Herbert Weir Smyth [n.d.], A Greek Grammar for Colleges; Machine readable text [info] [word count] [Smyth].
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485

Addition of ε.—a. To the verb-stem ε is added to make the present stem in δοκέω seem, fut. δόξω, aor. ἔδοξα (δοκ-); so in γαμέω marry, ὠθέω push. Usually ε is added in some stem other than the present.

b. In many verbs ε is added to the verb-stem to form the tense-stems other than present, second aorist, and second perfect, e.g. μάχομαι (μαχ-) fight, μαχοῦμαι ( = μαχε (ς) ομαι), ἐμαχεσάμην, μεμάχημαι. So ἄχθομαι am grieved, βούλουαι wish, γίγνομαι become, δέω want, (ε') θέλω wish, μέλλω intend, μέλει is a care, οἴομαι think.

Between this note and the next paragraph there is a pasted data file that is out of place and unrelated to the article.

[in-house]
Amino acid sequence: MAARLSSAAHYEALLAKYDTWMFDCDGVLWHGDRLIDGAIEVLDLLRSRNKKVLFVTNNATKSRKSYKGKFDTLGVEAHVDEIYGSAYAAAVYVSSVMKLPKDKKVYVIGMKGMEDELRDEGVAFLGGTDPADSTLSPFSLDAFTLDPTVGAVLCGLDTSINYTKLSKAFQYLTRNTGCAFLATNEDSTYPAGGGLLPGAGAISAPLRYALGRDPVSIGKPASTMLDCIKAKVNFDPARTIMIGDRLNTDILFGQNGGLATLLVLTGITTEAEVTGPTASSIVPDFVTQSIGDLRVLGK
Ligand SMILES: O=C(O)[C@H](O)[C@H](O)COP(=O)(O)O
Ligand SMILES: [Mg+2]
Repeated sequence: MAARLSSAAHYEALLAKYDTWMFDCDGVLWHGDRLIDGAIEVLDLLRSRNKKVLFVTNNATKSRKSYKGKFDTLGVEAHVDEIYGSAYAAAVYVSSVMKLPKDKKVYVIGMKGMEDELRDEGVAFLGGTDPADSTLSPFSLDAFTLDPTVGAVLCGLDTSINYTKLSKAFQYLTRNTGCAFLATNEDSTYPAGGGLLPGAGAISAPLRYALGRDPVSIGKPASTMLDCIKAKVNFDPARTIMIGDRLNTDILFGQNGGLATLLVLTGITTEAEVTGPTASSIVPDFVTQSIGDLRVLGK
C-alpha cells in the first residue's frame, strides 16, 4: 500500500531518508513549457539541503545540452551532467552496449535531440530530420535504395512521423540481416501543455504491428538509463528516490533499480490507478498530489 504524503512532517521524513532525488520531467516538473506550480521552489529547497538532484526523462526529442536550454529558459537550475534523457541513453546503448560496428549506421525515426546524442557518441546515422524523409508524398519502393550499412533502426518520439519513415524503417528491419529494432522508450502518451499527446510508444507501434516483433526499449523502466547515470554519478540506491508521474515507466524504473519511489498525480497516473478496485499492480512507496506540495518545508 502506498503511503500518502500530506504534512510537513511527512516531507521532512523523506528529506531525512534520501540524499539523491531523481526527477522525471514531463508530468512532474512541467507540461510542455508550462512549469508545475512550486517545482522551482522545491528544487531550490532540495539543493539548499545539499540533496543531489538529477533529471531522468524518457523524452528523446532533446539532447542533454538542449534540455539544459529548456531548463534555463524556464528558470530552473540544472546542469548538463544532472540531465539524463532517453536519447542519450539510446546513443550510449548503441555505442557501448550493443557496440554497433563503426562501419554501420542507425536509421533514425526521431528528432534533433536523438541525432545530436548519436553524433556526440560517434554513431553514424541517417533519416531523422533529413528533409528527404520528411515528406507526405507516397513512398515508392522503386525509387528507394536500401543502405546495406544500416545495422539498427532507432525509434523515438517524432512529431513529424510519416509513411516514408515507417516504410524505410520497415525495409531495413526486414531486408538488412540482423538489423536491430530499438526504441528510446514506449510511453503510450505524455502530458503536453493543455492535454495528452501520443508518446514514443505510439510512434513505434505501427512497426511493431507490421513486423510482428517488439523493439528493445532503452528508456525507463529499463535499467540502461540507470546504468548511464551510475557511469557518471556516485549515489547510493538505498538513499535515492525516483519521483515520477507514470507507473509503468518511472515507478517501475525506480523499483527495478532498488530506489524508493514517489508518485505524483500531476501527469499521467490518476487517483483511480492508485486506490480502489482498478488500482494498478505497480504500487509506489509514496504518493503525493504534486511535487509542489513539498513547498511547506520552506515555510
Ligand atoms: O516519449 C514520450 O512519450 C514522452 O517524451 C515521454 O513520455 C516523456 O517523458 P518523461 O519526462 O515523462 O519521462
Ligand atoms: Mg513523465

c. In some verbs ε is added to form one or more tense-stems, as μένω (μεν-) remain, μεμένηκα (μενε-) to avoid -ν-κα in the perfect. So, νέμω distribute, ἔχω have, οἴχομαι am gone. So also δαρθάνω, ὀσφαίνομαι, ῥέω, στείβω (poetic), τυγχάνω.

d. Some verbs have alternative presents with or without ε. Here sometimes one is used in prose, the other in poetry, sometimes both are poetic or both used in prose. Thus, ἕλκω draw (Hom. also ἑλκέω), ἰάχω ἰαχέω sound (both poetic), μέδω μεδέω (both poetic), ῥί_πτω and ῥι_πτέω throw (both in prose).

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Herbert Weir Smyth [n.d.], A Greek Grammar for Colleges; Machine readable text [info] [word count] [Smyth].
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